Fooled by Randomness

Is software development a science or engineering discipline in which we can strive for perfection? Are perfectly executed software plans possible in today’s market? I believe that software development, in general, is fraught with uncertainty and is therefore governed, at least in part, by random events. Assuming for an instant that this statement is true, then there are tremendous implications on how software projects are developed and managed. The Agile movement is largely based on this concept, yet it’s not a slam-dunk for many people.

In the pop-finance book “Fooled by Randomness“, the author N. N. Taleb makes a case that most, if not the whole, of the financial markets industry is governed by chance; randomness, not the skill of individual market traders, accounts for the failures and successes of the numerous funds and similar financial vehicles. Taleb argues that our population is generally uneducated and inherently unskilled at dealing with the statistical reality of situations fraught with randomness (like financial markets), and that certain biases (like the survivorship bias) skew our thinking to confuse “success” with “skill”. He argues that it is actually luck that determines success in financial markets, not the skill of individual traders. Taleb contrasts the financial markets industry (purely “luck” based) with other industries that rely less on luck and more on skills; he uses the example of dentistry as a profession that relies largely on the skill of individual dentists as opposed to how lucky they are in determining success.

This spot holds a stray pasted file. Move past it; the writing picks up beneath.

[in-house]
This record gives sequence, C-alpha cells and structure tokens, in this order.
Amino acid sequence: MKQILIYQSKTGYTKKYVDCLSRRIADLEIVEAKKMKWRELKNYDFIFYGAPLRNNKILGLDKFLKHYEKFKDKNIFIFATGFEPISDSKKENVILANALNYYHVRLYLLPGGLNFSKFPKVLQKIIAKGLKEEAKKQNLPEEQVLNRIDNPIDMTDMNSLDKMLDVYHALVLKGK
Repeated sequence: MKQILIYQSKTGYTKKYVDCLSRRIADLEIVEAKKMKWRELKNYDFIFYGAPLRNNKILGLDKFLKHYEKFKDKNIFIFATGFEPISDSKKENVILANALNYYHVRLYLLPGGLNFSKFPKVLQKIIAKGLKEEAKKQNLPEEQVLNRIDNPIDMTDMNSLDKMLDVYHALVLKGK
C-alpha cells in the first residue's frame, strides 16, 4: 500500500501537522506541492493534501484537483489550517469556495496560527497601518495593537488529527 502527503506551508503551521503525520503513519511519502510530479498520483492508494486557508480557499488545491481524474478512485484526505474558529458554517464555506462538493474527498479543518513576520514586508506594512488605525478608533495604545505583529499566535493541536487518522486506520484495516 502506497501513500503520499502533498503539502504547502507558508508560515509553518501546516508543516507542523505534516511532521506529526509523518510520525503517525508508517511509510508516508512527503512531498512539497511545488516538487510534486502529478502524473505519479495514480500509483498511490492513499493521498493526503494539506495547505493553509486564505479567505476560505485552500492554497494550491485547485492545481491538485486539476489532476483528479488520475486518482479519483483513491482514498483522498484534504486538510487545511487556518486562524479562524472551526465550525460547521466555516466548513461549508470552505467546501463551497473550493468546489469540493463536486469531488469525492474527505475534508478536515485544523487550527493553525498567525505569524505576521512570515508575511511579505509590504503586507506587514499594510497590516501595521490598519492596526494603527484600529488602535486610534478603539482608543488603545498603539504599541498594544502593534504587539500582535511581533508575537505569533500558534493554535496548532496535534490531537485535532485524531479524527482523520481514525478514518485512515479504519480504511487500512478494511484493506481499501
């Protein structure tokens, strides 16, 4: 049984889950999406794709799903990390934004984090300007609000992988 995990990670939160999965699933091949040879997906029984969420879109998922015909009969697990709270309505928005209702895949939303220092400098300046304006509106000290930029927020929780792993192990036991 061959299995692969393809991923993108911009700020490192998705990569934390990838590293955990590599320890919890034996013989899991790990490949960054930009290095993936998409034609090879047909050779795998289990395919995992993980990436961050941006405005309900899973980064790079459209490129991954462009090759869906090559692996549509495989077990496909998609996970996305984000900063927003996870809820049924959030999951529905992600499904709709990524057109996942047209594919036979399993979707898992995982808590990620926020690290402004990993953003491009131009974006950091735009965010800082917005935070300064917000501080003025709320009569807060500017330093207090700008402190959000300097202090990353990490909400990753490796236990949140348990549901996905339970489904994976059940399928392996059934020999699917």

Where is software development on this luck-skill spectrum? I believe software development lies somewhere in between financial markets and dentistry on the spectrum of luck vs. skill based industries. Certainly, the skill of the people involved has an impact on the outcome of software development projects. However, I do believe that software development is fraught with uncertainty and therefore relies to some extent on good luck. Here are just a few areas that I’ve observed to cause uncertainty in software development projects:

  • Software is not a physical science. Unlike bridge building, there are no physical laws that underpin software development. As a result defects are common and frequent. And further, we build systems on top of platforms that were themselves built on shaky foundations.
  • Changing product goals due to business climate. Software is typically built in response to business needs, not the other way around!
  • Interpersonal interactions. There are many people and many personalities involved and the interaction of complex systems (like people) can rarely be predicted.
  • Personnel changes. People come and go, and software knowledge workers are not “fungible resources” (like it or not!).
  • Software is hard to visualize until there is some software to sample. “I’ll Know It When I See It” is a common refrain.

This list could go on for a while, but hopefully you get the general idea. For a more complete list, see Craig Larman’s excellent book “Agile and Iterative Development: A Manager’s Guide.”

(Important Aside) Note in the above paragraph that I used the word “uncertainty” and not “risk”, as there is a big difference: risks can be mitigated while uncertainty cannot regardless of the measures we take. I’ve heard many software professionals talk about risk mitigation as a driving force in software methods. Unfortunately, risks are only one side of the coin, the other is even nastier: complete uncertainty that cannot be resolved regardless of the time spent (think BDUF) trying to mitigate.